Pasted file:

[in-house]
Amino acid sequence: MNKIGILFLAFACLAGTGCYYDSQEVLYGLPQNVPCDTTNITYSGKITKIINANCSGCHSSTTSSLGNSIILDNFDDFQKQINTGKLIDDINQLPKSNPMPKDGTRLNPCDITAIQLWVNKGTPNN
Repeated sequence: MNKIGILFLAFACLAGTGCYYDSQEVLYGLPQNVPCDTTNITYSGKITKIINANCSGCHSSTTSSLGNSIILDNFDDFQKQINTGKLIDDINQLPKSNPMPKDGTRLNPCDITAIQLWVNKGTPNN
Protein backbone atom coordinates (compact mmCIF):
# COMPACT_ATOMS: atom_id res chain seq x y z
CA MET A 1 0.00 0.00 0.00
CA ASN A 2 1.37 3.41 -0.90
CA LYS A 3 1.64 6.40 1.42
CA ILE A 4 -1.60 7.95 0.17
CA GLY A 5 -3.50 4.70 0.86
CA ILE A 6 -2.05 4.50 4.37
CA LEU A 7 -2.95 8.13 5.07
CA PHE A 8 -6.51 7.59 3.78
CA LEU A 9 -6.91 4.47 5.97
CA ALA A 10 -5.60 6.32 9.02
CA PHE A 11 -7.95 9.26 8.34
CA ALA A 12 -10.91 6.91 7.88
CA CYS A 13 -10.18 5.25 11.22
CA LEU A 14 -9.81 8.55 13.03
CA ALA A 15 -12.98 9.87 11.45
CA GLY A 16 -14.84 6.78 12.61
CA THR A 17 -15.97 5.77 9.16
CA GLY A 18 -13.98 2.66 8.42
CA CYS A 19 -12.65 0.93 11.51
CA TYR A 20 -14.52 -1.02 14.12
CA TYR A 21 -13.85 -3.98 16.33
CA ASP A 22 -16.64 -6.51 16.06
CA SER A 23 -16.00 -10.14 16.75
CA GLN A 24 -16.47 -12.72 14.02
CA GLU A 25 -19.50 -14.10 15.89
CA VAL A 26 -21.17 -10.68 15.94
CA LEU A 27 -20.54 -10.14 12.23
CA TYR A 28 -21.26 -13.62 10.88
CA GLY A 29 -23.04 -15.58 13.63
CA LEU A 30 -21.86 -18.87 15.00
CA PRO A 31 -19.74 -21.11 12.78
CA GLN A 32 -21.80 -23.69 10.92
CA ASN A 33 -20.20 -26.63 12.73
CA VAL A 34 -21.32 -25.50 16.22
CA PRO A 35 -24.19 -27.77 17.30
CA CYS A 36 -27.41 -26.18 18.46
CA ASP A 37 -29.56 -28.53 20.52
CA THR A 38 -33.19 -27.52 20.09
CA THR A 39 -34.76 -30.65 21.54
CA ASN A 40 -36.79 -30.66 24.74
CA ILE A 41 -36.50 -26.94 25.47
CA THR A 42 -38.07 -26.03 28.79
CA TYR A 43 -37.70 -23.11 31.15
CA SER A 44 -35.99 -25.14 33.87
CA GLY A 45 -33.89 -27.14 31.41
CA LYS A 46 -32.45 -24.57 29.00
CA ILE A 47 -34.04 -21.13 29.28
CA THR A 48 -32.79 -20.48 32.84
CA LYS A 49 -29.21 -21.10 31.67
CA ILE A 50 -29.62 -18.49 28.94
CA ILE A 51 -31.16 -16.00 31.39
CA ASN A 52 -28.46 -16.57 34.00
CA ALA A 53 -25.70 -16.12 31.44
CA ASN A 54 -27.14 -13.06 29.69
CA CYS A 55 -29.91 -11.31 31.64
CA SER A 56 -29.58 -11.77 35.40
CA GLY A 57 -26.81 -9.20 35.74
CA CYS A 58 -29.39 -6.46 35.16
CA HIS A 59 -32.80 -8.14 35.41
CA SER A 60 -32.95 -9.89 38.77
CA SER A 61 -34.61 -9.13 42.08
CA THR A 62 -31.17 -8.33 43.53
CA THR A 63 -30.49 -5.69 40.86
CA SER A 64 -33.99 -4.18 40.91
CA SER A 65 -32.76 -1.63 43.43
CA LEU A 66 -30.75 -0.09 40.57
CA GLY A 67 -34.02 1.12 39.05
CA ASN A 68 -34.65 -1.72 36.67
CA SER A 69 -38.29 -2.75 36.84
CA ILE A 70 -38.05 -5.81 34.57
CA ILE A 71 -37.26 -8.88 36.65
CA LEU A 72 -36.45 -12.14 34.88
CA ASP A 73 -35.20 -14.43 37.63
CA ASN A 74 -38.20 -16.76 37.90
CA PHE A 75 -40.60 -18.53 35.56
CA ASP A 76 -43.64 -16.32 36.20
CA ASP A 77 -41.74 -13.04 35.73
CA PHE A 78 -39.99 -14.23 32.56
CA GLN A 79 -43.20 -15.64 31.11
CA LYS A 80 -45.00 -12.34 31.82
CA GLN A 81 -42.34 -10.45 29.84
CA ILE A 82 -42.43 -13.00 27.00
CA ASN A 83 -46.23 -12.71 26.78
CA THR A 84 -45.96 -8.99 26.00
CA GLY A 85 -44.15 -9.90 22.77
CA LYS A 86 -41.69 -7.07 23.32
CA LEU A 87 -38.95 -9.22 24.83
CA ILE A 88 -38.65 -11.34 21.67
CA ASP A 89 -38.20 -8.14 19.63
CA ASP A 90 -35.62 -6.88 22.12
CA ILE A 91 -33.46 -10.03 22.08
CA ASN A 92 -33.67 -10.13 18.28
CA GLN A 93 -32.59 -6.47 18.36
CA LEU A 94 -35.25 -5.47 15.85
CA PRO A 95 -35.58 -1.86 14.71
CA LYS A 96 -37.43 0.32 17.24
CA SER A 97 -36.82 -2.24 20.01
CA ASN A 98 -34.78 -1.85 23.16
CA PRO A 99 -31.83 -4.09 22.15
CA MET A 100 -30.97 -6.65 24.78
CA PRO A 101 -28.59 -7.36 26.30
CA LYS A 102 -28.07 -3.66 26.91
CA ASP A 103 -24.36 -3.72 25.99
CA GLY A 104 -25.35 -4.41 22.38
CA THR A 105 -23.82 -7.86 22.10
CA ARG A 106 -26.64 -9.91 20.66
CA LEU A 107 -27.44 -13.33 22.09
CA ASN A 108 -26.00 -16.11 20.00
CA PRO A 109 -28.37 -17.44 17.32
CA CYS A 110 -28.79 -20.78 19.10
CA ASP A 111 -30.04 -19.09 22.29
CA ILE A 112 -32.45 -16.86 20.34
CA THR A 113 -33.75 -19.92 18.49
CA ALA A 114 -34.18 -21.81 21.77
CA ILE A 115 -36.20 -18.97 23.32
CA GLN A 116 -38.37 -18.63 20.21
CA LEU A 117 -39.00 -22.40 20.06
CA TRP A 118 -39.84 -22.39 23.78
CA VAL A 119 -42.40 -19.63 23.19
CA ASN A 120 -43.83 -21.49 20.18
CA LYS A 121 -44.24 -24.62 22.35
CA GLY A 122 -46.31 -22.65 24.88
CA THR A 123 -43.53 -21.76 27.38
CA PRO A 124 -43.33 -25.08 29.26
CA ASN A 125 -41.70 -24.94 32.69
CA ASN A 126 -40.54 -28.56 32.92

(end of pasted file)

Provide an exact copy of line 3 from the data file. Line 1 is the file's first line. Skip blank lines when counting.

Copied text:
Repeated sequence: MNKIGILFLAFACLAGTGCYYDSQEVLYGLPQNVPCDTTNITYSGKITKIINANCSGCHSSTTSSLGNSIILDNFDDFQKQINTGKLIDDINQLPKSNPMPKDGTRLNPCDITAIQLWVNKGTPNN